At THIS age and in this state of mind, I probably would have gorged on poutine as a celebration for my strict regimen and rapid result. Instead, the transformation slowly turned into a mental disease. I didn’t know, of course. In that current state of mind, I thought, “This is great. This is easy. Why am I even setting a limit? I should try to eat as few calories as possible.”
Meanwhile, the oil to my weight-loss engine was a stack of fashion magazines. I once idolized Barbara Walters and Meredith Viera. But the ambitious journalist I was turned into a narcissistic yet self-deprecating and ugly version of who I used to be. Again, I didn’t see this. Friends came to me with their concerns, tried to help, some even cried at my doorstep. To me, they were jealous. “They just wish they could have this kind of willpower,” I sickeningly thought. The models in the magazine epitomized my vision of beauty — frail but feminine, gaunt but powerful.
Come summer, I was 100 pounds. The weight fell off of me once my diet became black coffee, red grapes, and watermelon. To quell the pang of hunger, I would chew gum, take hot showers, stare at the magazine models, or take a walk.
You’re probably wondering where my parents are in all of this. They both spoke to me about my weight loss. As medical professionals, they recognized what was happening. But I was a teenager who knew how to trick her parents. Here and there, I would agree to a family steak dinner. They didn’t know that when I laughed into the napkin, it was the medium rare filet mignon they perfectly cooked coming up into it. I was never a deliberate bulimic. My body just could not sustain substantial amounts of food. I tried to swallow a piece of steak and my stomach rejected it.
Anxiety attacks, hair loss and insomnia
My first year of university is when my illness took a turn for the worst. I never thought my weight loss could manifest into anxiety. But it did, at one of the most critical points of my life. Balancing my drive to lose weight with my first year of journalism school became a disaster. And not the kind Donald Trump talks about. I mean an actual disaster, at least mentally.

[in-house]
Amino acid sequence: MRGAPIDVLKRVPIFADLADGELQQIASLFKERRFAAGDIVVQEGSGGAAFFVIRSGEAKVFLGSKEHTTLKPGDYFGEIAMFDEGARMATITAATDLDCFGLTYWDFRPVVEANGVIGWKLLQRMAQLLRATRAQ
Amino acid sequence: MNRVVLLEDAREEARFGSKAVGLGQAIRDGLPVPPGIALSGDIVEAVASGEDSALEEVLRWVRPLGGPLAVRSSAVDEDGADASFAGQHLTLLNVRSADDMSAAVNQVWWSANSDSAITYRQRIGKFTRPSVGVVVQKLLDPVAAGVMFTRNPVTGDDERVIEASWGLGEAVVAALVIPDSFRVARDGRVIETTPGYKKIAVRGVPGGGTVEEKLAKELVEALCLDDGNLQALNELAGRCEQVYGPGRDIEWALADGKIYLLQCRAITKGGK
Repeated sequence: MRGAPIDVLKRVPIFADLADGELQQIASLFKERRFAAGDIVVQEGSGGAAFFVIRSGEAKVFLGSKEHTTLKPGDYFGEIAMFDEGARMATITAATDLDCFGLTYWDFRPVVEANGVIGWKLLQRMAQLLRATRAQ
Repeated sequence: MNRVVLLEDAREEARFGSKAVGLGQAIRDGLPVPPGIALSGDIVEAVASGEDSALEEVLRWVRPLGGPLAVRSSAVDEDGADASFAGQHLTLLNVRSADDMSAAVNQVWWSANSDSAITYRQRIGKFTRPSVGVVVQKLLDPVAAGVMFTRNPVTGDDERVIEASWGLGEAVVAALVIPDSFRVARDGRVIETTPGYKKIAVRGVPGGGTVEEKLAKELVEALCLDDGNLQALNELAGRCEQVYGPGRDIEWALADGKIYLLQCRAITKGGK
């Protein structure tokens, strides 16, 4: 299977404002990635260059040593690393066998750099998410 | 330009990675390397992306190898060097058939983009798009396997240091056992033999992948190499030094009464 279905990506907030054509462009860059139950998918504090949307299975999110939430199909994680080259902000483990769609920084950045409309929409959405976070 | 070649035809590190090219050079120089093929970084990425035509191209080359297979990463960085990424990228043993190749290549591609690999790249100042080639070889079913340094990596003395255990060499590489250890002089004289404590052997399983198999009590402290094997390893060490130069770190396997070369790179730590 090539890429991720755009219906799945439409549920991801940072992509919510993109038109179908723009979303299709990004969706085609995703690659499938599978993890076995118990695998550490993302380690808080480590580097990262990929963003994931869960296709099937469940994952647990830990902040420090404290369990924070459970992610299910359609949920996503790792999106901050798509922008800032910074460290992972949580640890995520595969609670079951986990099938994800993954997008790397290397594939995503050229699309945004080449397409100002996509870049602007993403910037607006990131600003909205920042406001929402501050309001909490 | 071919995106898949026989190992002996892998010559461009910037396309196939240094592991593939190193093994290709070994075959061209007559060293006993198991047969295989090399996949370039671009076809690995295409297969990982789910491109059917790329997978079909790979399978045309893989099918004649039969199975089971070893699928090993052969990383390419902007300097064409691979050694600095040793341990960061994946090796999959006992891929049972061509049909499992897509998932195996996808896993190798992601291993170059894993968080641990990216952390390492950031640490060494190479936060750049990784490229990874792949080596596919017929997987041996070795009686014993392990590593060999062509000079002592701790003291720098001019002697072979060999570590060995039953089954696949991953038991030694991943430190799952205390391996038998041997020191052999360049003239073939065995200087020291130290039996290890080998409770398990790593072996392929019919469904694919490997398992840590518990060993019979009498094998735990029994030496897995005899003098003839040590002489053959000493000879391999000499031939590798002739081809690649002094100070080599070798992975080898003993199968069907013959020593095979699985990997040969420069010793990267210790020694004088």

In my mind, I was healthy, and everyone else was fat.
I would wake up at 6:30am to go to the campus gym, work out for an hour, then make it to my 8:00am class. I always skipped lunch, replacing it with a tea or coffee, and would return to my dorm at 6:00pm. But in October, panic attacks disrupted everything. My first one occurred while walking to French class. My heart started thumping against my chest. I stopped in my tracks, clutched my chest, and took a breath. It didn’t last long. I took another one – even worse. I can only describe my feeling in one way: I 100% thought I was having a heart attack.
I was angry at the ER doctor when she told me it was a panic attack. Then she took a brown paper bag and forced it over my mouth. After 20 seconds, my breathing was back to normal. And then she told me to return to my dorm.
I spent two more months enduring panic attacks, hair loss in the shower, spontaneous nausea, faintness, and insomnia until I finally sought help. Don’t give me credit yet. I booked a health appointment to fix my panic attacks. In my mind, I was healthy, and everyone else was fat.
Meredith Healey’s Turning Point
My saving-grace moment happened in November of 2006. I was in the campus health clinic, explaining my panic attacks to the doctor. My obsessive self-control meant I had come with a list of drugs that WebMD had advised for me. He nodded, politely, at my suggestions. Then he brought me to the weight scale – routine for any doctor’s visit. I’d done it before. I knew I was 100 pounds and proud of it. This was the moment, the second, everything changed. My weight was 89 pounds.